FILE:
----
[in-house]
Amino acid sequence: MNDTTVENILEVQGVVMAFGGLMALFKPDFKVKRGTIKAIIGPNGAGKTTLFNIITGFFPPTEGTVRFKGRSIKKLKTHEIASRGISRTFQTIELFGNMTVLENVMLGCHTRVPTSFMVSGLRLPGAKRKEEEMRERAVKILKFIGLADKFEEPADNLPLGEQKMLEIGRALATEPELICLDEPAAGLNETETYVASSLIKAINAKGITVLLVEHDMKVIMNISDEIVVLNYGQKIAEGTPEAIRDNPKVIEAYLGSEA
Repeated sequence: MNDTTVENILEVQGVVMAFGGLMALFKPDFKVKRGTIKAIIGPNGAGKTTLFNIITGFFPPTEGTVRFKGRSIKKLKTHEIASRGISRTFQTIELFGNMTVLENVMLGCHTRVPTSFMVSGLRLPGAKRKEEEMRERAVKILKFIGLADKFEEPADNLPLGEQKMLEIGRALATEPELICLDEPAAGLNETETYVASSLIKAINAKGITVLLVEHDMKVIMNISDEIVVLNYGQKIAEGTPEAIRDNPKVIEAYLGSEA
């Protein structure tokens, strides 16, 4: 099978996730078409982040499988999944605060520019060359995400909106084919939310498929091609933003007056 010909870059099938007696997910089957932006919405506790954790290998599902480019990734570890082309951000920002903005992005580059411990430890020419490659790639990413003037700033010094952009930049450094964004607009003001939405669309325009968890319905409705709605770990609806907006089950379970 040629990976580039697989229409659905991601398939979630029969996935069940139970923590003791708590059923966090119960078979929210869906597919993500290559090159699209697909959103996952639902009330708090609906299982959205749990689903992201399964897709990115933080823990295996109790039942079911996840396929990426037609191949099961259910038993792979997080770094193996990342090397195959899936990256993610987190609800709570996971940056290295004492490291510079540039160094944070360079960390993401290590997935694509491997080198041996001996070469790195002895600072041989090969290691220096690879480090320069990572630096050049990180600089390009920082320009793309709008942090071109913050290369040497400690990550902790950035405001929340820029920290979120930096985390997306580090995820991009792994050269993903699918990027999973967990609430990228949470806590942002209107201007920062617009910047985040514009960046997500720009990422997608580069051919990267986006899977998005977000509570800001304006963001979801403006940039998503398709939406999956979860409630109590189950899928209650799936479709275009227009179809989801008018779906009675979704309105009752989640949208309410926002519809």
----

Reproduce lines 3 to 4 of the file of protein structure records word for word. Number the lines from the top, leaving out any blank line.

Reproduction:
Repeated sequence: MNDTTVENILEVQGVVMAFGGLMALFKPDFKVKRGTIKAIIGPNGAGKTTLFNIITGFFPPTEGTVRFKGRSIKKLKTHEIASRGISRTFQTIELFGNMTVLENVMLGCHTRVPTSFMVSGLRLPGAKRKEEEMRERAVKILKFIGLADKFEEPADNLPLGEQKMLEIGRALATEPELICLDEPAAGLNETETYVASSLIKAINAKGITVLLVEHDMKVIMNISDEIVVLNYGQKIAEGTPEAIRDNPKVIEAYLGSEA
């Protein structure tokens, strides 16, 4: 099978996730078409982040499988999944605060520019060359995400909106084919939310498929091609933003007056 010909870059099938007696997910089957932006919405506790954790290998599902480019990734570890082309951000920002903005992005580059411990430890020419490659790639990413003037700033010094952009930049450094964004607009003001939405669309325009968890319905409705709605770990609806907006089950379970 040629990976580039697989229409659905991601398939979630029969996935069940139970923590003791708590059923966090119960078979929210869906597919993500290559090159699209697909959103996952639902009330708090609906299982959205749990689903992201399964897709990115933080823990295996109790039942079911996840396929990426037609191949099961259910038993792979997080770094193996990342090397195959899936990256993610987190609800709570996971940056290295004492490291510079540039160094944070360079960390993401290590997935694509491997080198041996001996070469790195002895600072041989090969290691220096690879480090320069990572630096050049990180600089390009920082320009793309709008942090071109913050290369040497400690990550902790950035405001929340820029920290979120930096985390997306580090995820991009792994050269993903699918990027999973967990609430990228949470806590942002209107201007920062617009910047985040514009960046997500720009990422997608580069051919990267986006899977998005977000509570800001304006963001979801403006940039998503398709939406999956979860409630109590189950899928209650799936479709275009227009179809989801008018779906009675979704309105009752989640949208309410926002519809």